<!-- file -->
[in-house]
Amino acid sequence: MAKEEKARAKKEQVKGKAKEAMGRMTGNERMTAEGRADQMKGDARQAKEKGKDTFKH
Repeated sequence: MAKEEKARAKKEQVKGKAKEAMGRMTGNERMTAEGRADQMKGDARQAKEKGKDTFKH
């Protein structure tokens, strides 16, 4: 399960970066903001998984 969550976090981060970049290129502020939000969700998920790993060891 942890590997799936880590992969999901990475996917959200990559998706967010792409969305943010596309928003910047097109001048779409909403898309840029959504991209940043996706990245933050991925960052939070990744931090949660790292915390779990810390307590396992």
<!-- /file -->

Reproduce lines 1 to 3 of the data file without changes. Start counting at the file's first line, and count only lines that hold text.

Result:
[in-house]
Amino acid sequence: MAKEEKARAKKEQVKGKAKEAMGRMTGNERMTAEGRADQMKGDARQAKEKGKDTFKH
Repeated sequence: MAKEEKARAKKEQVKGKAKEAMGRMTGNERMTAEGRADQMKGDARQAKEKGKDTFKH